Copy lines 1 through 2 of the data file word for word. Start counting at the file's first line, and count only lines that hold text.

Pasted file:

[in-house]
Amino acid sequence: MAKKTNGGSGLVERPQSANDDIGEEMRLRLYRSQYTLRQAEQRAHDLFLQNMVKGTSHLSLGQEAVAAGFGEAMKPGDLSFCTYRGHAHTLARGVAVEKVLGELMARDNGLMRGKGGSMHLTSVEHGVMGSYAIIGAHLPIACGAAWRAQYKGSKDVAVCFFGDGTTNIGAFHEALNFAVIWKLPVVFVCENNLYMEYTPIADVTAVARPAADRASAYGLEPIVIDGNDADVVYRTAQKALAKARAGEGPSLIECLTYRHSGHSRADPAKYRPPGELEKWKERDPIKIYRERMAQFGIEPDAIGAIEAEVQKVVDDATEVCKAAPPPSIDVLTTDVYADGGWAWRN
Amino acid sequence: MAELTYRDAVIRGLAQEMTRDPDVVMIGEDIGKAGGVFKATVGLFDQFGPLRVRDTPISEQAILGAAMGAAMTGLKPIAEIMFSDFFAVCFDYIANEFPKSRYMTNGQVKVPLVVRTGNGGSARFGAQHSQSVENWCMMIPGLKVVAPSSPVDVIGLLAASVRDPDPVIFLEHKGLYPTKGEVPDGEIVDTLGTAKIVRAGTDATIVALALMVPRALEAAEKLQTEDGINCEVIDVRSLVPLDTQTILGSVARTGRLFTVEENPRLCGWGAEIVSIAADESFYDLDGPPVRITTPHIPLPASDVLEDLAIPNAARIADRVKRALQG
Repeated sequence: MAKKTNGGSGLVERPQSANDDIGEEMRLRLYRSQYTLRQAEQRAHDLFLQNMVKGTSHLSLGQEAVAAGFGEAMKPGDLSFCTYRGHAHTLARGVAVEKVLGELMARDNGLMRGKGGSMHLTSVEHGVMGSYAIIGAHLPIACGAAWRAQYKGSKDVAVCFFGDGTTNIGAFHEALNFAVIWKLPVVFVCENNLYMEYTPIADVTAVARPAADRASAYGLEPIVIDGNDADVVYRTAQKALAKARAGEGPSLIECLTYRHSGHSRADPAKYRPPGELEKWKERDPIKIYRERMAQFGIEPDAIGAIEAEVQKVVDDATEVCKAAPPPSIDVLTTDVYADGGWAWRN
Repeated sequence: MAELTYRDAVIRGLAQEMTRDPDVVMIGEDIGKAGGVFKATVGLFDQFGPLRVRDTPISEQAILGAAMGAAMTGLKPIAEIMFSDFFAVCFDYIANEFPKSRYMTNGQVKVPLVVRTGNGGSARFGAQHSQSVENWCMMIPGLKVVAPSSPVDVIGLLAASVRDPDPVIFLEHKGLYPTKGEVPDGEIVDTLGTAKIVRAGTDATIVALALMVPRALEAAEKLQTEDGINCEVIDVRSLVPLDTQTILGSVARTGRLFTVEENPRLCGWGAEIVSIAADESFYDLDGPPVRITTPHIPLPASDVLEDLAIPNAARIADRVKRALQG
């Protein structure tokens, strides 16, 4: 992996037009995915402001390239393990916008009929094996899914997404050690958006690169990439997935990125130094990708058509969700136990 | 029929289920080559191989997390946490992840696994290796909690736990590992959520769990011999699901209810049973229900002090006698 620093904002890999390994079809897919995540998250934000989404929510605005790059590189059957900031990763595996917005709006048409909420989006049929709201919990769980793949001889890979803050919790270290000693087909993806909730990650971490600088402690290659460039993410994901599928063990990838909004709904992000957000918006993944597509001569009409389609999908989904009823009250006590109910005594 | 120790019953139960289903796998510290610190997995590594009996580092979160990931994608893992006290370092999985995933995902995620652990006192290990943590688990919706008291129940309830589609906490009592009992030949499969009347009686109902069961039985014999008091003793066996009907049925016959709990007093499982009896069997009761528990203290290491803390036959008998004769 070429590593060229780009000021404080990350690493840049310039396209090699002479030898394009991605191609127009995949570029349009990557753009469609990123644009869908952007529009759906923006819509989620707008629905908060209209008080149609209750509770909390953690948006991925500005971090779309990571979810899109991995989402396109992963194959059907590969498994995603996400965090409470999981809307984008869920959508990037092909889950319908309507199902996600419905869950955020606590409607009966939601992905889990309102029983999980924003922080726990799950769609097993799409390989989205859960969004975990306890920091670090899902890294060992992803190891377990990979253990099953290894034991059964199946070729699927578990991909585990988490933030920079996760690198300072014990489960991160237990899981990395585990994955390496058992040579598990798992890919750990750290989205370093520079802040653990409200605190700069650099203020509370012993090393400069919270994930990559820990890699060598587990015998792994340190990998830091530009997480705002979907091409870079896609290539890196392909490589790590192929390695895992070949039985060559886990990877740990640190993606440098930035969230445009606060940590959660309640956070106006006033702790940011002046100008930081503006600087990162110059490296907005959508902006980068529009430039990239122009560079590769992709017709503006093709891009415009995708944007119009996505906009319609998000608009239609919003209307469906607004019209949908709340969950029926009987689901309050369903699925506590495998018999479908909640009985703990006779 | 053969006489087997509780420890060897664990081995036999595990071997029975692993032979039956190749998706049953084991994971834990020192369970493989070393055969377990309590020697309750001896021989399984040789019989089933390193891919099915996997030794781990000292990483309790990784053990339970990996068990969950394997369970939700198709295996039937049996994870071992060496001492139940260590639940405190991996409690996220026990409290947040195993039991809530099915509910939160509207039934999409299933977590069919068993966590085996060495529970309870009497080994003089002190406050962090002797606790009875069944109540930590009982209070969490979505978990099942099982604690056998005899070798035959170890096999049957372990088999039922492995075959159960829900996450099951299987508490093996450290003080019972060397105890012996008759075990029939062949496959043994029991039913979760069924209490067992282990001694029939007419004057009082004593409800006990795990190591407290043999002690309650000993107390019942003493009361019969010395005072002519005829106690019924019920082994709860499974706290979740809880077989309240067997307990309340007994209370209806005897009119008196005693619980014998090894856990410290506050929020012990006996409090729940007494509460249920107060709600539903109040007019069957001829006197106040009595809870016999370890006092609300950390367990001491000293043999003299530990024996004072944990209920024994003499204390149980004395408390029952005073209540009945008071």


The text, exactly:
[in-house]
Amino acid sequence: MAKKTNGGSGLVERPQSANDDIGEEMRLRLYRSQYTLRQAEQRAHDLFLQNMVKGTSHLSLGQEAVAAGFGEAMKPGDLSFCTYRGHAHTLARGVAVEKVLGELMARDNGLMRGKGGSMHLTSVEHGVMGSYAIIGAHLPIACGAAWRAQYKGSKDVAVCFFGDGTTNIGAFHEALNFAVIWKLPVVFVCENNLYMEYTPIADVTAVARPAADRASAYGLEPIVIDGNDADVVYRTAQKALAKARAGEGPSLIECLTYRHSGHSRADPAKYRPPGELEKWKERDPIKIYRERMAQFGIEPDAIGAIEAEVQKVVDDATEVCKAAPPPSIDVLTTDVYADGGWAWRN